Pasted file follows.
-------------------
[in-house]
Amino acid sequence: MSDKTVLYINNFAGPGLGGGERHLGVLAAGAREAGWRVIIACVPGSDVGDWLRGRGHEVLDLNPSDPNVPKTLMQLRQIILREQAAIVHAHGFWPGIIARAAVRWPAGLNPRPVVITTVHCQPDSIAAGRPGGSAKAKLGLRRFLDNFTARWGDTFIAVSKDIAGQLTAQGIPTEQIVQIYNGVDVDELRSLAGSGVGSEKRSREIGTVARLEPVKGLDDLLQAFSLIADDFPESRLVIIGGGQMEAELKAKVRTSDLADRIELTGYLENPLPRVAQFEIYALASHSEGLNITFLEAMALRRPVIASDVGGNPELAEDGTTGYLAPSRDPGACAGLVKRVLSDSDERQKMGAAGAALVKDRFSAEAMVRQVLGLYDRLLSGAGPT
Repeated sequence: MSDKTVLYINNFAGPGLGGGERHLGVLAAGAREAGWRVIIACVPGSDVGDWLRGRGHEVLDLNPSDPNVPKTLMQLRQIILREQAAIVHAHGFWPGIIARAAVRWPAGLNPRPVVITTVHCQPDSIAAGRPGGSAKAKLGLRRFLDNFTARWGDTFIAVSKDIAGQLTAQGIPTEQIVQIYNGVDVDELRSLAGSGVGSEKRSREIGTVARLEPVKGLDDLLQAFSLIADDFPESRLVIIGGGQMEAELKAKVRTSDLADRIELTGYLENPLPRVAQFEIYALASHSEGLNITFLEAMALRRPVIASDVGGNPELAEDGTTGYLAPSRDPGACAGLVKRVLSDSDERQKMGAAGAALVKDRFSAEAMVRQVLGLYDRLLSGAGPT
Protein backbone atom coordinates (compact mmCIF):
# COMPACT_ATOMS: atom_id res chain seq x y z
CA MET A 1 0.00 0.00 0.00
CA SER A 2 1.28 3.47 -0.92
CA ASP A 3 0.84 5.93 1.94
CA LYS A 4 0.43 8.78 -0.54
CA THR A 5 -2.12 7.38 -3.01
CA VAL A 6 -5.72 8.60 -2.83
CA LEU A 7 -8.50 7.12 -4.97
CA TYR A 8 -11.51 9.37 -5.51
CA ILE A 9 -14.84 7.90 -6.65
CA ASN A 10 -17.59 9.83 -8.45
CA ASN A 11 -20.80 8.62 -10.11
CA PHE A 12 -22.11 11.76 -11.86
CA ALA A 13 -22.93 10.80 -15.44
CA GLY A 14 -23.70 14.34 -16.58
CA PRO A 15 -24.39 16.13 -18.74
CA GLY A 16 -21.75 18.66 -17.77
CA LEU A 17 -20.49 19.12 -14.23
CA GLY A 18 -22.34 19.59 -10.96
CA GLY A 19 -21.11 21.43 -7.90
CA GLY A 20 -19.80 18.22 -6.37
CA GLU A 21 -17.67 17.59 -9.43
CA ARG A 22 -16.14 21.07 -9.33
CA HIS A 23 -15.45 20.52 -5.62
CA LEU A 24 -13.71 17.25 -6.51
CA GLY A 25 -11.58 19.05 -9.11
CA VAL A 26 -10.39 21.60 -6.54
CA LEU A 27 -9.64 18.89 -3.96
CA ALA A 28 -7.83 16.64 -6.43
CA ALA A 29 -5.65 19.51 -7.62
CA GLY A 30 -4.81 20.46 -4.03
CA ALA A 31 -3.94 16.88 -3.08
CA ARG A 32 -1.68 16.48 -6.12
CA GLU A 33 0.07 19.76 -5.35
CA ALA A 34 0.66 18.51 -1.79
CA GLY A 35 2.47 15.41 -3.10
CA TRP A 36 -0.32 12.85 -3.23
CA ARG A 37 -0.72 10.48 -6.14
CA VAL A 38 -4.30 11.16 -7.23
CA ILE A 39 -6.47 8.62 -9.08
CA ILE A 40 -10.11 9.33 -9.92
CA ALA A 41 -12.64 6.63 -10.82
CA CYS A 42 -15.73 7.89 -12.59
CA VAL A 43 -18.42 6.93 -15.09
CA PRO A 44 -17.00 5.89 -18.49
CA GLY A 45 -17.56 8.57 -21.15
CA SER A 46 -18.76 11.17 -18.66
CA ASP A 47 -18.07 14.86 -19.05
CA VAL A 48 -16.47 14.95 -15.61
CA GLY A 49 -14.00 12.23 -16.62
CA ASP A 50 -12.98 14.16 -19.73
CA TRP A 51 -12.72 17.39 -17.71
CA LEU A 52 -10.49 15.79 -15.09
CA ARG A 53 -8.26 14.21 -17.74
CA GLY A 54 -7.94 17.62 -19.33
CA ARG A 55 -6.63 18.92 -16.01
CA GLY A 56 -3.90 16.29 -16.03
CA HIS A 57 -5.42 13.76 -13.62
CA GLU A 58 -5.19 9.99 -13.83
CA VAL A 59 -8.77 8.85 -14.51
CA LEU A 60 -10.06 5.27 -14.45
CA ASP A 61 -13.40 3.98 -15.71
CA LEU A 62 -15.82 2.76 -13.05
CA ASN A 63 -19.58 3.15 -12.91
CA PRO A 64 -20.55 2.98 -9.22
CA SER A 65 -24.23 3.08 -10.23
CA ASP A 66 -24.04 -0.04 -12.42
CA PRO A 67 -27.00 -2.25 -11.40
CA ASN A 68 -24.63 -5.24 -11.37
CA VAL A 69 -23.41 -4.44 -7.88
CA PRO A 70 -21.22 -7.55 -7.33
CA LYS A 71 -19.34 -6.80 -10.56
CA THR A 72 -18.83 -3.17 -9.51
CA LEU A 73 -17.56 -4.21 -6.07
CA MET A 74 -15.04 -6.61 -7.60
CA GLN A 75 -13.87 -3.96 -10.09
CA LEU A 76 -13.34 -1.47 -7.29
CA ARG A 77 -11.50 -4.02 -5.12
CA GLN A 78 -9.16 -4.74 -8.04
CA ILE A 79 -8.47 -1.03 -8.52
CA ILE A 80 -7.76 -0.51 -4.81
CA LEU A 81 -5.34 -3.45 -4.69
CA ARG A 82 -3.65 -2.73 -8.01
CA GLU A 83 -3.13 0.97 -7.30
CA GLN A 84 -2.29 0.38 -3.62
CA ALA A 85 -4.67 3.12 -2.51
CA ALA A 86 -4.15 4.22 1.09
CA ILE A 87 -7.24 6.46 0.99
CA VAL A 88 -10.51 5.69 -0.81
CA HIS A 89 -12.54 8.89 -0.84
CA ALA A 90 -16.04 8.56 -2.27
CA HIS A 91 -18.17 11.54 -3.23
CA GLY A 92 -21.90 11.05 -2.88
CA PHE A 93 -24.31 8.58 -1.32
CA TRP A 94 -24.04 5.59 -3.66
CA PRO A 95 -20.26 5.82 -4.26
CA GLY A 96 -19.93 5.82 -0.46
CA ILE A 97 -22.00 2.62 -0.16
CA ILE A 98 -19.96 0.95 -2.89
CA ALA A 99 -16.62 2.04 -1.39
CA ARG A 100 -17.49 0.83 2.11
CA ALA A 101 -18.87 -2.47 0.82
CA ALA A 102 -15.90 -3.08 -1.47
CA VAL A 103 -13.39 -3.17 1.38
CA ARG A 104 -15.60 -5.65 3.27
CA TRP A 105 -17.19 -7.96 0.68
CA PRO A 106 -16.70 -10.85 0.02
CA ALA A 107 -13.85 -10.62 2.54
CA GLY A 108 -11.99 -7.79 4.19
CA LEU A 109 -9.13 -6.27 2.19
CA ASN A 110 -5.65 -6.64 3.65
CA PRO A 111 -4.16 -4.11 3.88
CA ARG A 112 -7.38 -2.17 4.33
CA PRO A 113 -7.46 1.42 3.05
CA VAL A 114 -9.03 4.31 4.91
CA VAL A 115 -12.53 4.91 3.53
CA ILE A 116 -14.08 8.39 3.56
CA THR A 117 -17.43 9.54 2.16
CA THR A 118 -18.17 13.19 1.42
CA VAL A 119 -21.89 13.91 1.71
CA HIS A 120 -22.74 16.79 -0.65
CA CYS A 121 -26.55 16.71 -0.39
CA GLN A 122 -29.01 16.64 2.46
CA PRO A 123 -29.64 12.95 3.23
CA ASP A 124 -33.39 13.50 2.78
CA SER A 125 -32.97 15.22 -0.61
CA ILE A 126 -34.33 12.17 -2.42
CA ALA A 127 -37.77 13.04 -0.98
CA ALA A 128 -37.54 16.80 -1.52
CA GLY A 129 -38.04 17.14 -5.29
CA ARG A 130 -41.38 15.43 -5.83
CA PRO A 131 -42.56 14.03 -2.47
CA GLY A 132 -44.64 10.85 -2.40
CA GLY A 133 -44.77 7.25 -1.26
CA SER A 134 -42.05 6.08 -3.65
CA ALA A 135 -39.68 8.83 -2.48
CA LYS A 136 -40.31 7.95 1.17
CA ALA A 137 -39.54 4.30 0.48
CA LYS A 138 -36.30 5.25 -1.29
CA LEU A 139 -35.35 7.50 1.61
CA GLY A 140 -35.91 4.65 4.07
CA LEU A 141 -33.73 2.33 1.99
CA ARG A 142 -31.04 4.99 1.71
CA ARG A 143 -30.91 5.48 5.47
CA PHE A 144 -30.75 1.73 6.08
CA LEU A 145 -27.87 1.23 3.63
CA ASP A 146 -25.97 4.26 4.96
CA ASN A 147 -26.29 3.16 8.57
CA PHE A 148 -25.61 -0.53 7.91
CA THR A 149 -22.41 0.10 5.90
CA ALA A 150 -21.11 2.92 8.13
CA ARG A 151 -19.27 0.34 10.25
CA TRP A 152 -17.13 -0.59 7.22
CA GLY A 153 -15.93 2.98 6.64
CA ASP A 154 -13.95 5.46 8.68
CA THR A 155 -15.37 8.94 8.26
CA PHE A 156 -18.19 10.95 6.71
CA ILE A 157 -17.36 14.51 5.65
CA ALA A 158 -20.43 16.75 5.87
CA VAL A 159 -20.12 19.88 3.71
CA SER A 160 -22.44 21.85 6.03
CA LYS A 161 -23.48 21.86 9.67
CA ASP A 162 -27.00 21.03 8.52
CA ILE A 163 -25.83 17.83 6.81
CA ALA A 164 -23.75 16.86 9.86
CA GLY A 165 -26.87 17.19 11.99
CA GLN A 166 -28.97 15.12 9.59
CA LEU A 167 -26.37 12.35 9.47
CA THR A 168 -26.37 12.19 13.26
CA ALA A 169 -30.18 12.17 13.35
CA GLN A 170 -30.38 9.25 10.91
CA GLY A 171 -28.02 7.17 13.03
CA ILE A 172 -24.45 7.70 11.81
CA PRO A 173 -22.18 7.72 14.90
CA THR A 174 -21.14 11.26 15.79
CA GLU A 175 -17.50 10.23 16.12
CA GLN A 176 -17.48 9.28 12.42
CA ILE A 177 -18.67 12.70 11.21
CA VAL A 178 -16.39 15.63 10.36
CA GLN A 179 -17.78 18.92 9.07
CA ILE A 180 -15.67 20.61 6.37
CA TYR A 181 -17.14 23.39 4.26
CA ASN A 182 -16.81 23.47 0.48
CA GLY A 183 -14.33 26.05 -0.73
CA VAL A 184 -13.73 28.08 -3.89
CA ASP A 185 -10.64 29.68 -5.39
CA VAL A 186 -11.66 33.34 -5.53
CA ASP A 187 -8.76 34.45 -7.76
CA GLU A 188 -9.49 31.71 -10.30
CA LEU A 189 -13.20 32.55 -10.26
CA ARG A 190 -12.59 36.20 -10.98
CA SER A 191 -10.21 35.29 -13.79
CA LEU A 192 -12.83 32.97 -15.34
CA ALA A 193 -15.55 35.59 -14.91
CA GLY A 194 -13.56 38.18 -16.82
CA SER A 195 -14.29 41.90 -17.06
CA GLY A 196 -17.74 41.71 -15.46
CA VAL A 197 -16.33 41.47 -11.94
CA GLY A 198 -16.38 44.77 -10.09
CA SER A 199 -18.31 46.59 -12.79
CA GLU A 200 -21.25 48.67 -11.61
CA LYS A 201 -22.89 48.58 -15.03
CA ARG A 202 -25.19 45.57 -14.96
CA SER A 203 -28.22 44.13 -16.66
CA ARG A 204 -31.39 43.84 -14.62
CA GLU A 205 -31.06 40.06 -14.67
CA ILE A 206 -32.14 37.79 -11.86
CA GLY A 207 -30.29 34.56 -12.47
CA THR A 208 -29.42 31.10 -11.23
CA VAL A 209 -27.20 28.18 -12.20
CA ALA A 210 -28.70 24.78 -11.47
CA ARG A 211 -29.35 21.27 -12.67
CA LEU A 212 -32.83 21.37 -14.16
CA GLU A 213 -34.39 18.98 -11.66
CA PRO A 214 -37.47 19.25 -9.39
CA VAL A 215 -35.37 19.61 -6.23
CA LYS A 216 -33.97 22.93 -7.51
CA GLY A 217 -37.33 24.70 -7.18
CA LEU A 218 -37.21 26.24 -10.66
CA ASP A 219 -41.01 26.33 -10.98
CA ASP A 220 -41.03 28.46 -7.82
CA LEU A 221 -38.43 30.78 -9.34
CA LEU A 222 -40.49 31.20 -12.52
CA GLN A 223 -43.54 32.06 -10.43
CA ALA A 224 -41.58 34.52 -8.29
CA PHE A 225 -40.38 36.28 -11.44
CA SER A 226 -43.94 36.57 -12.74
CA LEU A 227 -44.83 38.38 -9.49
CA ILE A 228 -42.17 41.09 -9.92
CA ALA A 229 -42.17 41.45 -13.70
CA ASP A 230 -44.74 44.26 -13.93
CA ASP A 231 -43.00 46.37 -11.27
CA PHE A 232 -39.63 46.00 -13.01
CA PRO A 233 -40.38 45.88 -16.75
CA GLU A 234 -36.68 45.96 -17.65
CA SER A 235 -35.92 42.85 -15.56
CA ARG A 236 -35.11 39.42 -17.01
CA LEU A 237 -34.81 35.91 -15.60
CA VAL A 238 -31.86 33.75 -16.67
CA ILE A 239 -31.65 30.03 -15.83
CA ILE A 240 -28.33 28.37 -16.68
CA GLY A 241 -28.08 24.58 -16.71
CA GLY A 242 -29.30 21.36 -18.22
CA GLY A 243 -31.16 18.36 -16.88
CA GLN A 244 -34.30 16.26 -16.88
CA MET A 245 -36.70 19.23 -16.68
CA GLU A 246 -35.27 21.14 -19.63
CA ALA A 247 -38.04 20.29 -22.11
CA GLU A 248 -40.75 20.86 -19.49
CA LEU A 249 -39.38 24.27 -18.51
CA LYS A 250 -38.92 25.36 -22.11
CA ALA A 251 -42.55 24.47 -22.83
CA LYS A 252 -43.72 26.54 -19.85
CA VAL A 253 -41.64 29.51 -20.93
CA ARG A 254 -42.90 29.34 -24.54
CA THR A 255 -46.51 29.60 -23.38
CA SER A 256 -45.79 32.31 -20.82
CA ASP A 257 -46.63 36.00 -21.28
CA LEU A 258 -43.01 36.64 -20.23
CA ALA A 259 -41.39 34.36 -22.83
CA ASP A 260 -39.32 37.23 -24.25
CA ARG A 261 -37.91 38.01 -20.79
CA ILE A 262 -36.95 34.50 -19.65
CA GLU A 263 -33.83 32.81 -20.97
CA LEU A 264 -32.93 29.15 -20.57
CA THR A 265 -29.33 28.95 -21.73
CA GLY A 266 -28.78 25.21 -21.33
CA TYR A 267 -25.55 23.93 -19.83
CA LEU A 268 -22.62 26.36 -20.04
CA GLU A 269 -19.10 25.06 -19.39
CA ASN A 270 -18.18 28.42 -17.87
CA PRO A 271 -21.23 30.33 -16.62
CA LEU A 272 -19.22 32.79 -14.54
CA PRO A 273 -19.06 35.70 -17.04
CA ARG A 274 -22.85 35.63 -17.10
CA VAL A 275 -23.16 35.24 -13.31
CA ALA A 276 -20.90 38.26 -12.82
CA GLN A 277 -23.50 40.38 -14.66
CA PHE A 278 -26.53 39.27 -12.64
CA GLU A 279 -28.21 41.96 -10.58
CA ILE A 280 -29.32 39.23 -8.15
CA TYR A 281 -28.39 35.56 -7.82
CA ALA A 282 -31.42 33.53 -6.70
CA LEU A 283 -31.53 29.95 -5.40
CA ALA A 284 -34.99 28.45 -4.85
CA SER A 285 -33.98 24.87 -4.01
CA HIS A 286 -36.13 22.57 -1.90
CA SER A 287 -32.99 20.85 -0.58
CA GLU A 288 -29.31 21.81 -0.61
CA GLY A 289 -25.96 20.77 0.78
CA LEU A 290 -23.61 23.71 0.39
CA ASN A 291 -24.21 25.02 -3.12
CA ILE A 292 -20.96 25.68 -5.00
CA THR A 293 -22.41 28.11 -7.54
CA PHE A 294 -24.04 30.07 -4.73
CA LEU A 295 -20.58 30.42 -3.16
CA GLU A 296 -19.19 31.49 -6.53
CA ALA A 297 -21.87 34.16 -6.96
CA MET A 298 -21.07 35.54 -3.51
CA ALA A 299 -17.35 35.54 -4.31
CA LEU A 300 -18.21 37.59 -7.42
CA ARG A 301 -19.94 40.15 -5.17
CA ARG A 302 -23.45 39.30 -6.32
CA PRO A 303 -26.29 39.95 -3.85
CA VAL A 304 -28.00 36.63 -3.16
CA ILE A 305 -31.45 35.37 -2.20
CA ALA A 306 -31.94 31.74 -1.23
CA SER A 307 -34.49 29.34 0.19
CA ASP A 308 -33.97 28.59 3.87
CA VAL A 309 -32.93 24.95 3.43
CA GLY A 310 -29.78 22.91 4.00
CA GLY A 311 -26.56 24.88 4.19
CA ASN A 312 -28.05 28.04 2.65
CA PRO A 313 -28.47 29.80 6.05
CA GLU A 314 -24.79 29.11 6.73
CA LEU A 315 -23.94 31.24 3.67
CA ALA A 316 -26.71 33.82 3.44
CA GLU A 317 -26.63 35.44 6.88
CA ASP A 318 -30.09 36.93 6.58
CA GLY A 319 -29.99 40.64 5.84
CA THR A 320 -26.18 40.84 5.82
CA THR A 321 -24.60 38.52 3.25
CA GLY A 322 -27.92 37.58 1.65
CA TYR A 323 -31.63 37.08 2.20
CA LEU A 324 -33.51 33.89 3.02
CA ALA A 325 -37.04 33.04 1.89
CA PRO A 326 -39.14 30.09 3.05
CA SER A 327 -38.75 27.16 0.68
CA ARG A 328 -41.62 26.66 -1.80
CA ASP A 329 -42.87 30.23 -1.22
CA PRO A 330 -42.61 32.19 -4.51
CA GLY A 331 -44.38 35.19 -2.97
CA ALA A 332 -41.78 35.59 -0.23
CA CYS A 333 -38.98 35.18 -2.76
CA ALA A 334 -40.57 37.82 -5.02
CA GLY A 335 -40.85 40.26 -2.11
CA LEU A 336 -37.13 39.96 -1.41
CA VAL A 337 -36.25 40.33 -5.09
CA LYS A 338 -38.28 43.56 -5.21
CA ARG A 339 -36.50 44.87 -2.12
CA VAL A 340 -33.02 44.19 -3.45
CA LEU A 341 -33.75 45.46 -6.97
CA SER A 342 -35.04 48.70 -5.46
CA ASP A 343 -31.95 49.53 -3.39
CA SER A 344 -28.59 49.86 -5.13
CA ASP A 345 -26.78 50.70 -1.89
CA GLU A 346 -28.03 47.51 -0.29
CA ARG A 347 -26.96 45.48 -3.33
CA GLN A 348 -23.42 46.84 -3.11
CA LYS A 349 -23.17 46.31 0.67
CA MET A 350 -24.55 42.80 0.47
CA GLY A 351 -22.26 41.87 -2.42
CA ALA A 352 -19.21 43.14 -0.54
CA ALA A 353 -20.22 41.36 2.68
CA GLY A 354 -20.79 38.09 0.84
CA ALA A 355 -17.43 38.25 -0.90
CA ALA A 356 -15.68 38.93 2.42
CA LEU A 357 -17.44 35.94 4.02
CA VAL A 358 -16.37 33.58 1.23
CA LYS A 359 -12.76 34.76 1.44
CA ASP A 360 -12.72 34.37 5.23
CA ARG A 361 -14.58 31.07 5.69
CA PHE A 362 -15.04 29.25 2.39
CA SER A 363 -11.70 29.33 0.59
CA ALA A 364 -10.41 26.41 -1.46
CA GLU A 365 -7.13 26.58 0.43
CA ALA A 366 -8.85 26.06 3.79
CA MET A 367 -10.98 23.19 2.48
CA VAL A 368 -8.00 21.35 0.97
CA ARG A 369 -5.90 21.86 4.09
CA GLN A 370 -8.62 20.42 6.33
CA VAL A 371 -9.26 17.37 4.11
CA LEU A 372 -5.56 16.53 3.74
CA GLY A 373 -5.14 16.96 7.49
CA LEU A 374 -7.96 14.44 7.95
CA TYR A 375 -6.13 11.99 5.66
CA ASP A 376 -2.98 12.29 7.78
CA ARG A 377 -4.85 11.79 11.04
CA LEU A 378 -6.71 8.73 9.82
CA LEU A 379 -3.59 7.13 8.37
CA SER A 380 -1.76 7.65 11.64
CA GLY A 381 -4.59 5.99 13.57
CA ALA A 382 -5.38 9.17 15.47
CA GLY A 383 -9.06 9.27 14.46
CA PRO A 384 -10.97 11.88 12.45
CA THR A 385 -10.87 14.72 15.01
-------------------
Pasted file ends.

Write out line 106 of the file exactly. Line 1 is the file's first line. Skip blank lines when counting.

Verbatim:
CA ALA A 101 -18.87 -2.47 0.82